'Shogun' Anna Sawai and Cosmo Jarvis
Anna Sawai with Cosmo Jarvis in Shōgun

Was the show shot chronologically? 

Yes. We did it block by block. So sometimes it was two episodes together. But for the most part, it was chronological. I already had a very good understanding of the character going in, but living in her for so long — and in the same order as the audience experiences her — was definitely beneficial to me.

Can you share a little more about the things you had to study and practice to get the period details of your performance, right? Growing up partially in Japan, I imagine you had worn a kimono before, but probably not such formal ones and for so long?  

Oh yeah, I can count the times on my hand that I had worn a kimono before the show. I had no idea where to even start. So, the day after I got the role, they put me in a class. We started with wearing a kimono and the proper way to walk in it. I did a lot of these classes. Obviously, I practiced sword fighting, too — you see that on screen — but I also did kyūdō [the traditional Japanese martial art of archery], even though she never really does that on the show. They just thought it would be helpful for me to try those movements and to understand that mechanism. I also put a lot of work into learning how to speak period Japanese. This was my first Jidaigeki [Japanese period drama, usually set during the Edo period of 1603 to 1868], and everything was so different.

What else did your kimono classes entail? 

They borrowed a small Minka [a traditional Japanese home] with two small rooms with tatami floors and shoji doors. And I would just go there and they would help me dress in the kimono. I did eventually learn how to kind of put it on myself so that I could practice at home. But traditionally, you have two people dressing you and you just stand there until it’s all in place. Just getting used to and understanding the structure of a kimono was helpful. It has so many layers. I don’t know if it was taboo to show your curves back then or just considered unattractive, but the goal in kimono is to be flat. So they put a small cushion around my waist so that I was totally flat. They taught me how people didn’t really have underwear back then, so you had to have your armpits closed at all times, otherwise people could see up the large sleeves. Women weren’t allowed to show their fingers, so you have to sort of cling to the inside of the sleeve as you move your arms. Turning around is a whole thing — I had to kind of circle my Uchikake [a highly formal variety of kimono] in a very careful way. It was almost like learning a dance. There were so many intricate details — I feel like I’ve already forgotten a lot.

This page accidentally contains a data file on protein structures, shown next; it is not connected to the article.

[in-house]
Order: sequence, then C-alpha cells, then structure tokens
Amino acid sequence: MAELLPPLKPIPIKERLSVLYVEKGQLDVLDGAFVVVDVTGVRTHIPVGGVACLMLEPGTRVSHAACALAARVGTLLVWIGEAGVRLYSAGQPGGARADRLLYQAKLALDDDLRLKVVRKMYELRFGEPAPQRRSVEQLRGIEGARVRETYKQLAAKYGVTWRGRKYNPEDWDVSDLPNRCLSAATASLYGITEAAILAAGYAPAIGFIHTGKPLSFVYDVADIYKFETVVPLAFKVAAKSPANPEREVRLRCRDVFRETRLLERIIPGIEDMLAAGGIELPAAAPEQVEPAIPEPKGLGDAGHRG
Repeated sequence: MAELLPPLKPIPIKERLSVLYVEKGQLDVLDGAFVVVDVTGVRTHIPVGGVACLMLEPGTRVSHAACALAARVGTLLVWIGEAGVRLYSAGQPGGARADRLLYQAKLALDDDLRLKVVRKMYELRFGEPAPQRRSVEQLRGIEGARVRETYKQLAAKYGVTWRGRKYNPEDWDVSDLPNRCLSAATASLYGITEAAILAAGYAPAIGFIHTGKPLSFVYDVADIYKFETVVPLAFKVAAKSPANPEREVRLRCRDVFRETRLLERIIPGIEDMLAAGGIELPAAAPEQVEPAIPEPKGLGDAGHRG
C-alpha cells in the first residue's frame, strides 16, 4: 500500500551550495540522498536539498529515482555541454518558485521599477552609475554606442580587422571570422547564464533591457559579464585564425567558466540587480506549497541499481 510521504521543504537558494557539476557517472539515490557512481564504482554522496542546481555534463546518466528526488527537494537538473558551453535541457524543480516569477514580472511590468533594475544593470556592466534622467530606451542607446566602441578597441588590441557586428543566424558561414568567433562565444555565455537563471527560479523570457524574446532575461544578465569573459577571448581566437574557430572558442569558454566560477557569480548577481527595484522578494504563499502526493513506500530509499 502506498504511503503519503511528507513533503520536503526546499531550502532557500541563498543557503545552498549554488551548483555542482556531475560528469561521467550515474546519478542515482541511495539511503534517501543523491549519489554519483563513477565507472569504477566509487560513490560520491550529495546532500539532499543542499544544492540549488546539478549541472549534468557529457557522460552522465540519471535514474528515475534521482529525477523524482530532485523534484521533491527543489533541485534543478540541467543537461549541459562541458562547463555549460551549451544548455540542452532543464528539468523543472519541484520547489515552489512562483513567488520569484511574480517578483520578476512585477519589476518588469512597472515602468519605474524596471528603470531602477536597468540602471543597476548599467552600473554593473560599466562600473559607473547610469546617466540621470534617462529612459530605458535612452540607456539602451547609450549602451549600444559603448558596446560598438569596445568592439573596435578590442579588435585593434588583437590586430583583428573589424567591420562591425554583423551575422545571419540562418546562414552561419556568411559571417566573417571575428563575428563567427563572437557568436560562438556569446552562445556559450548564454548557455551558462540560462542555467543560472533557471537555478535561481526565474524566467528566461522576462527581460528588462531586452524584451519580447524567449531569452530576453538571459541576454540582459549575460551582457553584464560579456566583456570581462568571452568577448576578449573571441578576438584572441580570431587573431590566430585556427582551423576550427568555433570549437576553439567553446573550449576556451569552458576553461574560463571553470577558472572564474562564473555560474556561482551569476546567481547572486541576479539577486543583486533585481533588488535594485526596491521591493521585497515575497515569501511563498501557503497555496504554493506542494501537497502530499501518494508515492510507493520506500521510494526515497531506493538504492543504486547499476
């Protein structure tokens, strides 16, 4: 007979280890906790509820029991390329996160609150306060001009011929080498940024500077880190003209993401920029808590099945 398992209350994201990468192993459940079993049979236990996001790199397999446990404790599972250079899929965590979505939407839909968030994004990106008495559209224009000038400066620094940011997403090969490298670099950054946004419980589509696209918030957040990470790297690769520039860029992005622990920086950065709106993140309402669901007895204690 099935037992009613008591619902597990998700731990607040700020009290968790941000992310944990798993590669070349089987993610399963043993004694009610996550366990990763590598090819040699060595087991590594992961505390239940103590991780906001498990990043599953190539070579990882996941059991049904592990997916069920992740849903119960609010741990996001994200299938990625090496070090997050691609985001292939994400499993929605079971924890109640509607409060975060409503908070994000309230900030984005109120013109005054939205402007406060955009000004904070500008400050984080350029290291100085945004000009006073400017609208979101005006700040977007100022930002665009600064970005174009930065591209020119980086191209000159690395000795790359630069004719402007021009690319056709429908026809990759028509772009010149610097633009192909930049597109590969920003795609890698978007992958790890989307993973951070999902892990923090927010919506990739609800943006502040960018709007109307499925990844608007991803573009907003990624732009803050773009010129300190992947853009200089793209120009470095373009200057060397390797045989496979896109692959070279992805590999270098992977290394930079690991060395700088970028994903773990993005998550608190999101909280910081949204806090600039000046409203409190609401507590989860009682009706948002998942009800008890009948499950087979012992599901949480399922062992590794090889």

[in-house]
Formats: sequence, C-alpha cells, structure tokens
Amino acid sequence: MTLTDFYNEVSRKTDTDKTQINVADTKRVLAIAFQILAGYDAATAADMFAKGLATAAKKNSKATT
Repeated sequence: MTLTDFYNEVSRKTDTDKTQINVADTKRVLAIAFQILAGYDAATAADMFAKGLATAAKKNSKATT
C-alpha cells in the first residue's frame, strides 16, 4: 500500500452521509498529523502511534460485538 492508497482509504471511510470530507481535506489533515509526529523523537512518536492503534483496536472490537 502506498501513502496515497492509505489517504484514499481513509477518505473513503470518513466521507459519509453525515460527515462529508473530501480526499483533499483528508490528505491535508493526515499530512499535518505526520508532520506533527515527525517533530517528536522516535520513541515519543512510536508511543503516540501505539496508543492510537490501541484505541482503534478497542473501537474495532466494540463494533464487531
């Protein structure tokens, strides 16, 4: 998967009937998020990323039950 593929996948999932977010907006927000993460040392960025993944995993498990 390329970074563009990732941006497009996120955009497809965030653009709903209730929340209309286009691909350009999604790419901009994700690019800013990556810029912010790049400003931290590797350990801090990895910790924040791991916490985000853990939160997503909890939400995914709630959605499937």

We had many teachers on set, but the woman who first started instructing me in kimono was Akiko Kobayashi, who plays my lady in waiting on the show. You’ll often see her sitting on one side behind Mariko. They had her be my teacher because they knew it was my first jidaigeki, so whenever I got something wrong in a scene, she could just slap me very quickly and correct me (laughs).

'Shogun' Anna Sawai 1
Sawai in Shōgun

Did you watch the 1980s Shōgun miniseries? 

I was very close to watching it, but I was instructed not to. I think they just wanted me to have a very fresh take. But Kurosawa’s films were very helpful to me.

Were there any classic Japanese samurai films you looked to for inspiration instead? 

I watched a lot of Akira Kurosawa’s movies. There’s a very strong female warrior in one of his films — [Princess Yuki in The Hidden Fortress] — who was a big inspiration. They’re such different characters, in that Mariko has more suffering and feels more real to me, but Princess Yuki left a very big impression on me as she was one of the only women with power I’d seen in movies from back then. She’s very fierce amongst the men. I wanted Mariko to have a similar impact in her own way.

You mentioned earlier how playing Mariko appealed to you because Japanese women haven’t been portrayed with much depth in the Hollywood movies and TV shows of the past. I imagine playing a character like Mariko also might have been appealing to you from the Japanese industry perspective. Classic Japanese cinema is rich, diverse and influential; but it’s also true that the female characters in most classic period films tend to have it rough. There are exceptions, of course, but the women in those stories rarely have much agency and things often end terribly for them. 

For sure. I think Japanese women just weren’t allowed that voice. The old Japanese movies that depict the feudal past are brutal — but they’re also very true. That was the world. Mariko is not the queen; she doesn’t get her way with everything. But she does have agency. We get to see how every struggle and every weight affects her. For [co-showrunner] Justin [Marks], Rachel and the whole FX team to allow the Japanese women characters more screen time to share their perspective with the audience, I think that was a huge step. Mariko is also very fragile and broken, in a way. She covers that all up very well. And that’s what I wanted to show — that we’re not just saying yes in these situations because we’re happy and submissive. We just don’t have the power to say anything else — but that doesn’t mean we’re without agency. We exert it in other ways.